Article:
Consumer prices in the U.S. increased by more than expected in the month of September, according to a highly anticipated report released by the Labor Department on Thursday.
The Labor Department said its consumer price index rose by 0.4 percent in September after inching up by 0.1 percent in August. Economists had expected consumer prices to edge up by 0.2 percent.
The stronger than expected consumer price growth reflected higher prices for shelter, food and medical care, which were partly offset by a continue slump in gasoline prices.
Meanwhile, the report showed the annual rate of growth by consumer prices slowed modestly to 8.2 percent in September from 8.3 percent in August. The pace of growth was expected to decelerate to 8.1 percent.
Excluding food and energy prices, core consumer prices climbed by 0.6 percent for the second straight month compared to expectations for a 0.5 percent advance.
The core price growth reflected the increases in prices for shelter and medical care as well as higher prices for motor vehicle insurance, new vehicles, household furnishings and operations, and education.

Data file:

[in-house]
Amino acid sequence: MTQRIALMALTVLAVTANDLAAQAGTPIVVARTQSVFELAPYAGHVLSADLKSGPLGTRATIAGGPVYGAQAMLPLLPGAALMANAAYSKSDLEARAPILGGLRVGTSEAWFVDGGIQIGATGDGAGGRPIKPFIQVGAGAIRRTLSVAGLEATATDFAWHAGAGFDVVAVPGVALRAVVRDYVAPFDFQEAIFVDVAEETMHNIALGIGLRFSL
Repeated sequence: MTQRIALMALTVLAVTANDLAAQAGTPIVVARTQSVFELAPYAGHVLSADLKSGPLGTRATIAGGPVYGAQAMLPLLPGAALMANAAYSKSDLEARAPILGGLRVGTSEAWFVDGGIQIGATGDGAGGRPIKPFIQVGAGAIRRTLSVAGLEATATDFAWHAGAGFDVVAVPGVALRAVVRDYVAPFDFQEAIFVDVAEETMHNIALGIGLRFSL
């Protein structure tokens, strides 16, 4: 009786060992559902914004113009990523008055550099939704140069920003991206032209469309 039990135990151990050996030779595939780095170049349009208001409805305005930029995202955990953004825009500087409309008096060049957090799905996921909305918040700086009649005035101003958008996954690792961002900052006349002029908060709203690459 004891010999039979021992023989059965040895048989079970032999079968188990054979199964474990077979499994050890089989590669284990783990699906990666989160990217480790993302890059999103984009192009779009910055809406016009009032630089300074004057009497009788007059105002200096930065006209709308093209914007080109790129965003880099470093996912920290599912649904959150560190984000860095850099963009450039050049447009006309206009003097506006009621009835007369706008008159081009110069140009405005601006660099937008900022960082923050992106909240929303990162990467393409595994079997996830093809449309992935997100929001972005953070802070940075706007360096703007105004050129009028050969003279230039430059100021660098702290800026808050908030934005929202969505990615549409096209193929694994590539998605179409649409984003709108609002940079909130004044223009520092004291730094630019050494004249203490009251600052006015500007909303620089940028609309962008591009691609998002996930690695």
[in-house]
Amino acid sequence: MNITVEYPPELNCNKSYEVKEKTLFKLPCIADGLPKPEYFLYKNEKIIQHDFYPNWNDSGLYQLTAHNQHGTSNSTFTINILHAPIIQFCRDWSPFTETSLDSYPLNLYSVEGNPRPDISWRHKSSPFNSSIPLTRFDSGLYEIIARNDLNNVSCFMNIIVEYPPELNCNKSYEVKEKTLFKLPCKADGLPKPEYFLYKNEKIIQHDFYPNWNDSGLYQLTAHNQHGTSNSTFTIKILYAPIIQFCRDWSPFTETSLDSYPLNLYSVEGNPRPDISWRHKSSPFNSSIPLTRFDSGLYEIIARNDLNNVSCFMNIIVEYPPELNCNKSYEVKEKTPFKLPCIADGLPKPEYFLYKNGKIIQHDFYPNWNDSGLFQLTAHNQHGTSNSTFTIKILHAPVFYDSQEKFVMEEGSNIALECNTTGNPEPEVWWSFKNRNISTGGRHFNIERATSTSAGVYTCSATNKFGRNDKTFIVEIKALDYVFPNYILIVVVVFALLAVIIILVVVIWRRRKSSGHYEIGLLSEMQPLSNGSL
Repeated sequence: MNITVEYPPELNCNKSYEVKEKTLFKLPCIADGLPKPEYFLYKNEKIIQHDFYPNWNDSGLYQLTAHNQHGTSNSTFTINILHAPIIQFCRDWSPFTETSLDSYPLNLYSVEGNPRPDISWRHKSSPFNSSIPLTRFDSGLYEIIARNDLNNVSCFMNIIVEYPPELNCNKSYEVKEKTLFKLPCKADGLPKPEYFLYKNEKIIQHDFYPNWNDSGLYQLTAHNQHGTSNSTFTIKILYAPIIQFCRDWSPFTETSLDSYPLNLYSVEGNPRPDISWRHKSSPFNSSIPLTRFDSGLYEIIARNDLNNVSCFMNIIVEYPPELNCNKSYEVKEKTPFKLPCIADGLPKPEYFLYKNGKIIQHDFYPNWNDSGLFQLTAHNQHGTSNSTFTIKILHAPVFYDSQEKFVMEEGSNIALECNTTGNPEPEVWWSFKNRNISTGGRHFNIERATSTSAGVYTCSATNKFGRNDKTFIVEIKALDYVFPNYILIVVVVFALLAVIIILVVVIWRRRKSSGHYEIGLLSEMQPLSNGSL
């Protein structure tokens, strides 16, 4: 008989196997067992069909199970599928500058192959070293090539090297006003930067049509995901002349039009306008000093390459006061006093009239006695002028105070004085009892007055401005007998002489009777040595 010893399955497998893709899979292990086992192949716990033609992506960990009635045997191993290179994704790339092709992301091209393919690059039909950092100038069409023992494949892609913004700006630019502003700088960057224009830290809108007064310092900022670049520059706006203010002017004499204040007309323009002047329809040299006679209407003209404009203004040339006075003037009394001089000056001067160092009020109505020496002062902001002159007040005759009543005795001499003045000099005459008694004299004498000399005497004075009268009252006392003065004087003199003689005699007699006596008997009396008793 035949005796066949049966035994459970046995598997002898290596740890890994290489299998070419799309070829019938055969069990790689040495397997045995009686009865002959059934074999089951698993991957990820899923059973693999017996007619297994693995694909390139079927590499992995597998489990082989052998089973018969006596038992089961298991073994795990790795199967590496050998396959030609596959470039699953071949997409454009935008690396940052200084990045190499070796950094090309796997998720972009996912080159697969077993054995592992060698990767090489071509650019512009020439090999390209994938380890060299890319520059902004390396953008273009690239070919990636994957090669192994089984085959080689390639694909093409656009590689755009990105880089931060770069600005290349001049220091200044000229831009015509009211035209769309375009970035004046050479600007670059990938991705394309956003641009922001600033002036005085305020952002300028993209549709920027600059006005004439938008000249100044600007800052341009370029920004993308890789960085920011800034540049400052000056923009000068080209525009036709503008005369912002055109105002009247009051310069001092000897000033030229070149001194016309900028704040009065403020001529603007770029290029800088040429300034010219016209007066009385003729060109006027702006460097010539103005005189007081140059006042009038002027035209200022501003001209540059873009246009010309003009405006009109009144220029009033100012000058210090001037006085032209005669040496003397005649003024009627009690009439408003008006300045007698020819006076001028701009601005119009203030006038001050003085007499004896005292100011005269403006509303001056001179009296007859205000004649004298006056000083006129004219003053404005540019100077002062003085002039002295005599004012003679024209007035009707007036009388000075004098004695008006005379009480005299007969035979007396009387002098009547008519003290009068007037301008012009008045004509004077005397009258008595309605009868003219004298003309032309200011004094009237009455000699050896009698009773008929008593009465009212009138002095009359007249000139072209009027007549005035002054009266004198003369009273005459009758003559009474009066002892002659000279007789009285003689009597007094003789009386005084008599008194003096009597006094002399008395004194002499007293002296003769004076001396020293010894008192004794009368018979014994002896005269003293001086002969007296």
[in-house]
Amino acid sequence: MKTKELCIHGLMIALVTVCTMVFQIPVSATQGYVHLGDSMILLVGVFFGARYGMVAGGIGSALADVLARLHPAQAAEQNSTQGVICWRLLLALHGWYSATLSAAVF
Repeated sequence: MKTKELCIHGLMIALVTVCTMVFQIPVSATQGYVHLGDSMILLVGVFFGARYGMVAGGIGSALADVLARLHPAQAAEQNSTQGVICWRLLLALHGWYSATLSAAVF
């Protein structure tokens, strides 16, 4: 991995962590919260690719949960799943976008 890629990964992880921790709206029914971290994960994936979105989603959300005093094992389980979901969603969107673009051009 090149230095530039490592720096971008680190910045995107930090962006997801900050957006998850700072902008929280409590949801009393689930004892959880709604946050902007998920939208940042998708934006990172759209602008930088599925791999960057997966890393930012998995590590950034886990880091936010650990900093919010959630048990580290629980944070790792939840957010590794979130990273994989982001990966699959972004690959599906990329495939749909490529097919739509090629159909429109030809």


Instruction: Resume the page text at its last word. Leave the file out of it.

The Labor Department noted lower prices for used cars and trucks, apparel, and communication helped limit the upside.
The report also showed the annual rate of growth by core prices accelerated to 6.6 percent from 6.3 percent. Economists had expected the pace of growth to accelerate to 6.5 percent.
The slightly faster than expected core price growth reflected the biggest year-over-year increase since August 1982.
“The disappointingly broad-based and high inflation readings will keep the Fed in an aggressive tightening mode and on course for at least another 125bps this year,” said Kathy Bostjancic, Chief U.S. Financial Economist at Oxford Economics.
On Wednesday, the Labor Department released a separate report showing U.S. producer prices also increased by more than expected in the month of September.
The Labor Department said its producer price index for final demand climbed by 0.4 percent in September after dipping by 0.2 percent in August. Economist had expected producer prices to edge up by 0.2 percent.
Meanwhile, the report showed the annual rate of producer prices growth slowed to 8.5 percent in September from 8.7 percent in August. The pace of growth was expected to decelerate to 8.4 percent.
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